Tuesday, March 13, 2012

Certainly Spring

"The Burning of the Leaves" by Laurence Binyon

Now is the time for the burning of the leaves.
They go to the fire; the nostril pricks with smoke
Wandering slowly into a weeping mist.
Brittle and blotched, ragged and rotten sheaves!

A flame seizes the smouldering ruin and bites
On stubborn stalks that crackle as they resist.
The last hollyhock's fallen tower is dust;
All the spices of June are a bitter reek,
All the extravagant riches spent and mean.

All burns! The reddest rose is a ghost;
Sparks whirl up, to expire in the mist: the wild
Fingers of fire are making corruption clean.
Now is the time for stripping the spirit bare,

Time for the burning of days ended and done,
Idle solace of things that have gone before:
Rootless hope and fruitless desire are there;
Let them go to the fire, with never a look behind.

The world that was ours is a world that is ours no more.
They will come again, the leaf and the flower, to arise
From squalor of rottenness into the old splendour,
And magical scents to a wondering memory bring;
The same glory, to shine upon different eyes.
Earth cares for her own ruins, naught for ours.
Nothing is certain, only the certain spring.

Monday, March 12, 2012

One Year Closer To Renting A Car

I've been doing a lot of thinkin' lately, and this quote by William F. Buckley, Jr. really drives home my thought process into one sentence: "I mean to live my life an obedient man, but obedient to God, subservient to the wisdom of my ancestors; never to the authority of political truths arrived at yesterday at the voting booth."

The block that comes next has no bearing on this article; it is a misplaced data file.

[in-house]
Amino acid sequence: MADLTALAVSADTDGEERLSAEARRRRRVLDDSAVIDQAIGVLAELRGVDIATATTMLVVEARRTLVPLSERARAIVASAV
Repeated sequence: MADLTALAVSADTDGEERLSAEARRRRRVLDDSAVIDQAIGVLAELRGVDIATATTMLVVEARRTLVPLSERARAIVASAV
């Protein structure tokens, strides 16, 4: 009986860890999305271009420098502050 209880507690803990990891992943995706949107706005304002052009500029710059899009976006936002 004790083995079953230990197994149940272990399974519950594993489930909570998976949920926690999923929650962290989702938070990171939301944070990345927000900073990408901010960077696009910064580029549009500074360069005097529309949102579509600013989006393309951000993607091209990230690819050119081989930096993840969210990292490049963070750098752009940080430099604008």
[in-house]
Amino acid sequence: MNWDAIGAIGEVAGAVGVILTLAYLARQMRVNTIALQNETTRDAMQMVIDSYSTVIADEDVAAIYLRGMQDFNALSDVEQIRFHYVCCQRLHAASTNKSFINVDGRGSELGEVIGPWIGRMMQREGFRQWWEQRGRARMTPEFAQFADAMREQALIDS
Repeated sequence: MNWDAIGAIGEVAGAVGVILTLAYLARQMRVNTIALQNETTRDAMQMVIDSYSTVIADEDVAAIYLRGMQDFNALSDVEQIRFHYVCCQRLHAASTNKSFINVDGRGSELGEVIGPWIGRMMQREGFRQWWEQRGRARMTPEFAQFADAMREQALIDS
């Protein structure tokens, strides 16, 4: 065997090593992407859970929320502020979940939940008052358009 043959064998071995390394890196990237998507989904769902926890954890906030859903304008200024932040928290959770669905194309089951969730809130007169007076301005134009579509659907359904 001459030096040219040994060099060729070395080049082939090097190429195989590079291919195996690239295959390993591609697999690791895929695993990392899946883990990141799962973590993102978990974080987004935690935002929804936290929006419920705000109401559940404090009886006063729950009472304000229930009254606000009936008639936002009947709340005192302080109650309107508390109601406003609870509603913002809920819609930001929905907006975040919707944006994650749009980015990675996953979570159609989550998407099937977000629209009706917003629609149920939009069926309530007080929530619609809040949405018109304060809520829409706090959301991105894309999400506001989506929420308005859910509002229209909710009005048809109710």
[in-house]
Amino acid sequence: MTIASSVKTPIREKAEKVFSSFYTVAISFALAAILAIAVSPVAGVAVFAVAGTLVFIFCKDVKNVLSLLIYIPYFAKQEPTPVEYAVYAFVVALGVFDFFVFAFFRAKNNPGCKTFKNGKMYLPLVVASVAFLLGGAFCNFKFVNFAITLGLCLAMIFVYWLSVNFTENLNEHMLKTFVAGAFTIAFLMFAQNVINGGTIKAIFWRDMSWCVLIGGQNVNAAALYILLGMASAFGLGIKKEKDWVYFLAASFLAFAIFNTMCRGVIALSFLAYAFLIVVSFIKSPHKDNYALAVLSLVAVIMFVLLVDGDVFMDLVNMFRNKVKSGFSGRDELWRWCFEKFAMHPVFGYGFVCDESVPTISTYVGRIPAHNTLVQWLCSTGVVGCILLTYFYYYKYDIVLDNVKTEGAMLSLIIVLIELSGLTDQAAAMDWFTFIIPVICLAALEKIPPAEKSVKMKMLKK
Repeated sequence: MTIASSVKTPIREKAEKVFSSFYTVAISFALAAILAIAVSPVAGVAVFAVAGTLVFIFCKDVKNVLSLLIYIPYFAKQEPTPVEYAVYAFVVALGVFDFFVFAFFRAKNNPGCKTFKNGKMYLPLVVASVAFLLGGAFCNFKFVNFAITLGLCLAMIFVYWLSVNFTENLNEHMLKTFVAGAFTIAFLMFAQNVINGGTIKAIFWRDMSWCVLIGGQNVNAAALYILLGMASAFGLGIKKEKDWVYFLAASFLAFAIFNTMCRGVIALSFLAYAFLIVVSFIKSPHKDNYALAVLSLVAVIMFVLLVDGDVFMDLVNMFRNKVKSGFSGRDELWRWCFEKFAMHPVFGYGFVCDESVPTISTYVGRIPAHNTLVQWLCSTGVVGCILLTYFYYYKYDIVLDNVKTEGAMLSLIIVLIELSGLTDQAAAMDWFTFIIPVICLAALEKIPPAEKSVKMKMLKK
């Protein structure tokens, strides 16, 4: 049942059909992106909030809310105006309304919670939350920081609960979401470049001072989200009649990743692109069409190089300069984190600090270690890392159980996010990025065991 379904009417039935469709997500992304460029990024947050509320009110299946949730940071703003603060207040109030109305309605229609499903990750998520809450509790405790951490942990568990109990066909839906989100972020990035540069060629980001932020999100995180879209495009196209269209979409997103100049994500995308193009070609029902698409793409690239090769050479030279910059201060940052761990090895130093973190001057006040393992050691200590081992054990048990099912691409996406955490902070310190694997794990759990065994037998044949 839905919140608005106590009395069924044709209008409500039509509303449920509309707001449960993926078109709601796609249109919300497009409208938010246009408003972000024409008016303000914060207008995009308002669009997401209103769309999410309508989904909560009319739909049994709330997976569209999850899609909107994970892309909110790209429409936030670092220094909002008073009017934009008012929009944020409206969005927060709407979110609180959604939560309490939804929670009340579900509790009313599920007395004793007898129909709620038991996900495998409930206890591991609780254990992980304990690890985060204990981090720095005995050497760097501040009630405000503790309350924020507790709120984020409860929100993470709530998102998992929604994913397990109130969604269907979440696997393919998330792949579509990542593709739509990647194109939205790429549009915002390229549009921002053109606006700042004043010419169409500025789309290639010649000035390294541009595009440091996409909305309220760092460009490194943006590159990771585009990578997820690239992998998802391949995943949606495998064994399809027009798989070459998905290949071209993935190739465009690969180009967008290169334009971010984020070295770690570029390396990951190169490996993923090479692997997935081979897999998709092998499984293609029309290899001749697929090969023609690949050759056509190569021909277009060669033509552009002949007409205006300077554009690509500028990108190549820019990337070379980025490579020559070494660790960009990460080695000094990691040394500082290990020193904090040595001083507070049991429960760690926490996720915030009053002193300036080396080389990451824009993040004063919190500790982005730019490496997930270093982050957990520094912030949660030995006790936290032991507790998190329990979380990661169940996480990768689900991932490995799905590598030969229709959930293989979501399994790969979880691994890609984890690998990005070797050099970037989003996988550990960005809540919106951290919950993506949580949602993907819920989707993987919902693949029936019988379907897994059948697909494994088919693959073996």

But more on that later. I've been a little slow on the posts, and that is due to my work load and the 3 cups of coffee I spilled on my computer last week. Thanks for your patience, friends, and for sticking around.

In other news, I am 24 today! Y'all are the best presents a writer could ask for... and a fixed computer!

When I went to college, my family gave our dog my birthday... so now we share! She's 42 in dog years.

Who knows what blessings this next year will hold? Happy March 12!

Wednesday, March 7, 2012

Sinner, I Admonish Thee

TBM Topic 28: Admonish the Sinner

"Sinner, I Admonish Thee" by Julie Robison
Trista at Not a Minx, Moron, or a Parasite
Elizabeth at Startling the Day

We three are from the oft-mentioned, widely-speculated upon demographic of young, twenty-something Catholic women. We're here to dispel the myths and misconceptions- please join us for the discussion on Facebook and Twitter!

During Lent, we will be discussing the Spiritual Works of Mercy every week.

There's a Protestant church up the street from my house that has a sign up for Lent. It reads, "Pray. Reflect. Prepare."

This sign makes me wrinkle my nose. Mere semantics, perhaps, but why "reflect" instead of "repent"? Aren't we called not just think about what we have done but act to more align ourselves with God's will, as the Kingdom of God is at hand? As the Christ is going to unjustly die for our sins? My sister says it's because "repent" has more of a negative connotation. So does the Spiritual work of Mercy "Admonish the Sinner" - which is precisely why it is needed.

Americans love admonishing the sinner. Who hasn't signed up to promote some cause, using social media, clothing or dolla-dolla donation? Who hasn't felt that twinge of guilt at the grocery store when you don't give a dollar to the Very Good Cause? Oh, so you don't support this cause? Do you kick puppies and take candy from babies too?